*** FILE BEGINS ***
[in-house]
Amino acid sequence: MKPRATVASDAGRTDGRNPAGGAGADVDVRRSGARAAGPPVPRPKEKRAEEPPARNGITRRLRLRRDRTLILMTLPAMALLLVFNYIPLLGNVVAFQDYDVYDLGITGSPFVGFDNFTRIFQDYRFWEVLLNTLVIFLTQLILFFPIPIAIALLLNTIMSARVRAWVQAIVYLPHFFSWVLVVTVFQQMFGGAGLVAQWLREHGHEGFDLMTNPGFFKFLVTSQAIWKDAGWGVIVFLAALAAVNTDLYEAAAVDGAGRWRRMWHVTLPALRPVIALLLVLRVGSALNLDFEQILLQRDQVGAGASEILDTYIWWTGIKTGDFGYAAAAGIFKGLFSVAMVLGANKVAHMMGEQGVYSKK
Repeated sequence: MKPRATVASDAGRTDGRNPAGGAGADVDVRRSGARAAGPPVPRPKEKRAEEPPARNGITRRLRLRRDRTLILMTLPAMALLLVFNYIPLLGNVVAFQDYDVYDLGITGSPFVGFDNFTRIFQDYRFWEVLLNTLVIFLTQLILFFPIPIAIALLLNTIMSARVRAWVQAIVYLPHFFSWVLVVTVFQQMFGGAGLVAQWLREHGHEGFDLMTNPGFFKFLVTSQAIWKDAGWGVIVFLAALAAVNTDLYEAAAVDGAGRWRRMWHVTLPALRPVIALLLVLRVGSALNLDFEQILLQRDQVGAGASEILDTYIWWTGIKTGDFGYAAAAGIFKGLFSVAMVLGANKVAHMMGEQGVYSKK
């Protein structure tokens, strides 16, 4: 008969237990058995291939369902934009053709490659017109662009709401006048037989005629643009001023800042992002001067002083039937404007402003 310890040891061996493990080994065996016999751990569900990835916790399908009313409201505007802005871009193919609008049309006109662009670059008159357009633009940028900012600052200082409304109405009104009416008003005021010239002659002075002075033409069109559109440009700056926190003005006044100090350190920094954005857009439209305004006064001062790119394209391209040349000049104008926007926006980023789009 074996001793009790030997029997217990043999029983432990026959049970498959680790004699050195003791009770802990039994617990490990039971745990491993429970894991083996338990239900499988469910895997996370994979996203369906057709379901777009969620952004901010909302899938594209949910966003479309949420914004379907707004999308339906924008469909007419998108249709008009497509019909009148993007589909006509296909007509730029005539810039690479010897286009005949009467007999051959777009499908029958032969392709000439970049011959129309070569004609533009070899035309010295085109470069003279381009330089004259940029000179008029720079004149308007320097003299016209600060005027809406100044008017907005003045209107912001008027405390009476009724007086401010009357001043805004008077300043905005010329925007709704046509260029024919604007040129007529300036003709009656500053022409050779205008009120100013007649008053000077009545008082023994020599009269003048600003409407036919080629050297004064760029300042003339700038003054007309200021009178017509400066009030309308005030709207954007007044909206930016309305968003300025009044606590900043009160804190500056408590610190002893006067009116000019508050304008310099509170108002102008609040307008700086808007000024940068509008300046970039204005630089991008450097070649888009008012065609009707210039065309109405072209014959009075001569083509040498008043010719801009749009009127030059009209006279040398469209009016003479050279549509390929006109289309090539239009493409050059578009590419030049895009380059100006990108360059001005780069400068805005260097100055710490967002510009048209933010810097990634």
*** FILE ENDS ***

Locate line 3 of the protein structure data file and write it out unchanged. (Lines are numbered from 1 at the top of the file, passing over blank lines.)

Repeated sequence: MKPRATVASDAGRTDGRNPAGGAGADVDVRRSGARAAGPPVPRPKEKRAEEPPARNGITRRLRLRRDRTLILMTLPAMALLLVFNYIPLLGNVVAFQDYDVYDLGITGSPFVGFDNFTRIFQDYRFWEVLLNTLVIFLTQLILFFPIPIAIALLLNTIMSARVRAWVQAIVYLPHFFSWVLVVTVFQQMFGGAGLVAQWLREHGHEGFDLMTNPGFFKFLVTSQAIWKDAGWGVIVFLAALAAVNTDLYEAAAVDGAGRWRRMWHVTLPALRPVIALLLVLRVGSALNLDFEQILLQRDQVGAGASEILDTYIWWTGIKTGDFGYAAAAGIFKGLFSVAMVLGANKVAHMMGEQGVYSKK